Yesterday marked the 65th anniversary of the Supreme Court decision on Brown v Board of Education of Topeka, the landmark decision that established that racial discrimination in schools is unconstitutional. To honour this anniversary, I would like to share with you a post by the Jon S. Randal Peace Page that tells the story better than I could.
She just wanted to go to a good school, to be with her friends.
She lived in an ethnically diverse neighborhood, growing up playing with children of all races.
The school she wanted to attend, where her friends were, was only four blocks away.
Her father would take her to that school, the Sumner School. Being a part of the neighborhood, the family received a registration form for the school in 1952. She was so excited, to be able to attend a school nearby with her friends from the neighborhood.
But, when they arrived there, the principal would take her father to the office and close the door. She didn’t know what was happening, why the principal had to speak to her father alone. She heard her father’s voice begin to rise. After a few minutes, her father opened the door, he was upset, and he just took her hand and walked back out of the school.
The school had apparently sent the registration form to her family by mistake. They thought the family was white, Linda Brown and her parents were black and Sumner was a whites-only school.
“I just couldn’t understand what was happening,” she would say, “I was so sure that I was going to go to school with Mona and Guinevere, Wanda, and all of my playmates.”
Linda Brown did not realize that she was unable to attend the school because of the color of her skin. This was because the elementary schools in Topeka, Kansas, were racially segregated, with separate facilities for black and white children.
“I didn’t comprehend color of skin,” she said later. “I only knew that I wanted to go to Sumner.”
She and other black children were barred from sharing the same buses, schools and other public facilities as whites because of the “Jim Crow” laws.
Brown would be forced to walk 6 blocks through the dangerous Rock Island Switchyard in order to catch a bus to the segregated all-black school.
According to the Washington Post, Linda’s father, the Rev. Oliver L. Brown, an assistant minister at St. Mark’s African Methodist Episcopal Church, “felt that it was wrong for his child to have to go so far a distance to receive a quality education.”
Linda’s father would join several other parents, and, together, led by a young, NAACP attorney named Thurgood Marshall, would take the case, Brown v. Board of Education before the U.S. Supreme Court.
On May 17, 1954, the Supreme Court, led by Chief Justice Earl Warren, would rule in their favor, saying that school segregation violated the equal protection clause of the 14th Amendment. The unanimous ruling declared segregation in public schools unconstitutional.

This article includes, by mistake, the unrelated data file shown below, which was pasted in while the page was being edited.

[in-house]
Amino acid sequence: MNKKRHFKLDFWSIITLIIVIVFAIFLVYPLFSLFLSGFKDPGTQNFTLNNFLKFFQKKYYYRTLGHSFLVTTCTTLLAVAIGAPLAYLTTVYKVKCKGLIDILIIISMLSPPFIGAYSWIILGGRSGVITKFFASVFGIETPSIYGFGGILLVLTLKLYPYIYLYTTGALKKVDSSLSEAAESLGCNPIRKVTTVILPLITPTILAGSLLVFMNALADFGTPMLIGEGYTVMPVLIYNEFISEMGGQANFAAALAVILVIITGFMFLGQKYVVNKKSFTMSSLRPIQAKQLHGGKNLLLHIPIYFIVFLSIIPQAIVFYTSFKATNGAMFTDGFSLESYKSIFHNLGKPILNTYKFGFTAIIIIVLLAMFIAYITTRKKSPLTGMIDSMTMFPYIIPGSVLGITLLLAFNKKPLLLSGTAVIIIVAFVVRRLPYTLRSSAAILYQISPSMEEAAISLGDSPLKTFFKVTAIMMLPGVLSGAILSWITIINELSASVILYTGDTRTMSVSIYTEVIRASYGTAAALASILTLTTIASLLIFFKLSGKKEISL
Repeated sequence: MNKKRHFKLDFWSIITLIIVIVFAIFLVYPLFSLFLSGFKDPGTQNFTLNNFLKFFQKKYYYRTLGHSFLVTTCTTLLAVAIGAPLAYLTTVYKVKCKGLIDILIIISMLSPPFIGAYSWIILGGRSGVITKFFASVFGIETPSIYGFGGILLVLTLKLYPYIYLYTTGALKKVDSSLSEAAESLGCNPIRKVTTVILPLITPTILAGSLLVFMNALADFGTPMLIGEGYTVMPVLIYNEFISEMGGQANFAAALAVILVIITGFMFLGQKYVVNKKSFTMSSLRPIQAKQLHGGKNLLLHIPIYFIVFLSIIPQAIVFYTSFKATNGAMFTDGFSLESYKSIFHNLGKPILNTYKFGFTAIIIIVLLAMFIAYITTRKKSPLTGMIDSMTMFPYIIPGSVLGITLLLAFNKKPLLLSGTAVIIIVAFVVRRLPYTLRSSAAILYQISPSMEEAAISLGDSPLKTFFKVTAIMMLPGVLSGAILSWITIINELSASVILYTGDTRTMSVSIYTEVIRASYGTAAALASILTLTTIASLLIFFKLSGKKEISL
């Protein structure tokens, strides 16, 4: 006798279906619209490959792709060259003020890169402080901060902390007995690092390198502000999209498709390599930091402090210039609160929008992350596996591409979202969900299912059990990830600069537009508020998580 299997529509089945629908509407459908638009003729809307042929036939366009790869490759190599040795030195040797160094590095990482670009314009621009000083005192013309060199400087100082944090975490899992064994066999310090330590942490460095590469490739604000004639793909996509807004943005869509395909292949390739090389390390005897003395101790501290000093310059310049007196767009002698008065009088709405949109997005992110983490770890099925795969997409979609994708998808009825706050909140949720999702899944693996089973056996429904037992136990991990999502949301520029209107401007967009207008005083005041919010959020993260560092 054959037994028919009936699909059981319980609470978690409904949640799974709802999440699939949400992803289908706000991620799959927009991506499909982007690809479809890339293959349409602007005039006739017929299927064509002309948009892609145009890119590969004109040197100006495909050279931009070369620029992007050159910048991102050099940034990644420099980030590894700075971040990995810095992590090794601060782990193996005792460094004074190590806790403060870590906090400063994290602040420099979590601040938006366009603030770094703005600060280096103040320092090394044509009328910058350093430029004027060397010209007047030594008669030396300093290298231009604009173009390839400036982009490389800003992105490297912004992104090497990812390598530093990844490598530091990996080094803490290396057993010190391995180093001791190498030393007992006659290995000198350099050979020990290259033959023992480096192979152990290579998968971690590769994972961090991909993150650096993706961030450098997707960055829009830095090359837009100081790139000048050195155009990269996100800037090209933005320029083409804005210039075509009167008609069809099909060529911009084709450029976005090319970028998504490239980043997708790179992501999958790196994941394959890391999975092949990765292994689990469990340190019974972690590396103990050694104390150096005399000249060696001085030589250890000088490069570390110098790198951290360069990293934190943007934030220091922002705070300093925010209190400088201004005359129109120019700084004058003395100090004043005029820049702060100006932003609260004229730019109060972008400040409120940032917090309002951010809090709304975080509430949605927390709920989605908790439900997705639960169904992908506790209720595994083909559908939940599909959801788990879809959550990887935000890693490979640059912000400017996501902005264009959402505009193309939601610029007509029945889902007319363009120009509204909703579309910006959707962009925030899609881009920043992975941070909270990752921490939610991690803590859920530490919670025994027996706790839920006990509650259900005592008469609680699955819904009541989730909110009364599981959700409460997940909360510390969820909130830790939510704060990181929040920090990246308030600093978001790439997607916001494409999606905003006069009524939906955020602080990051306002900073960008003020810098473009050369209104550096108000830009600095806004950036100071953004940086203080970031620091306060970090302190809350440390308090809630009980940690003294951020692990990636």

Brown v. Board of Education would be the basis for many other rulings that led to desegregation, motivating the civil rights movement of the 1950s and 1960s.
But, not only did black students benefit from the ruling, Native American children were also affected. Native American communities had to deal with segregation laws as well, with native children being prohibited from attending white institutions. After tribal leaders learned about Dr. King’s desegregation campaign in Birmingham, Alabama, they would contact him for assistance, resolving the problem.
Although Brown’s family was just one of 13 plaintiffs who sought to ensure the city fully integrated the rest of its schools, Brown would be burdened with the publicity because her family’s name was part of the case name. Her family would briefly leave their home in Topeka, Kansas, when she was a teenager, but she would return to Topeka after her father died in 1961.
She would also take on the civil rights mantle of her father, becoming an educator and civil rights advocate.
Brown was part of a group of Topeka parents who, in 1979, joined with the American Civil Liberties Union to successfully argue for the reopening of the Brown case. The parents argued that because of housing patterns in Topeka, racially segregated schools remained in the city, in violation of the 1954 ruling.
In a 1985 interview for “Eyes on the Prize,” a PBS documentary series on the civil rights movement, Linda Brown said, “I feel that after 30 years, looking back on Brown v. the Board of Education, it has made an impact in all facets of life for minorities throughout the land. I really think of it in terms of what it has done for our young people, in taking away that feeling of second-class citizenship.”
When Brown died on March 25, 2018, at the age 76, the Kansas governor paid tribute to Brown, saying:
“Sixty-four years ago a young girl from Topeka brought a case that ended segregation in public schools in America. Linda Brown’s life reminds us that sometimes the most unlikely people can have an incredible impact and that by serving our community we can truly change the world.”
In an interview with the Washington Post in 1994, Brown had said, “We feel disheartened that 40 years later we’re still talking about desegregation. But the struggle has to continue.”
Sixty-five years later. Everybody accepts that racial intolerance has no place in our schools, in our society, right? Wrong. A number of Trump’s recent judicial nominees have flat-out refused to affirm the Brown decision. One even went so far as to say she did not agree with the decision in 1954. Why??? Are we, in fact, headed on a backward slope in terms of racial discrimination just as we are in terms of women’s and LGBT rights? Suffice it to say that with the recent rise in white supremacy and Trump’s pandering to the right-wing hate groups, it is something we cannot afford to ignore.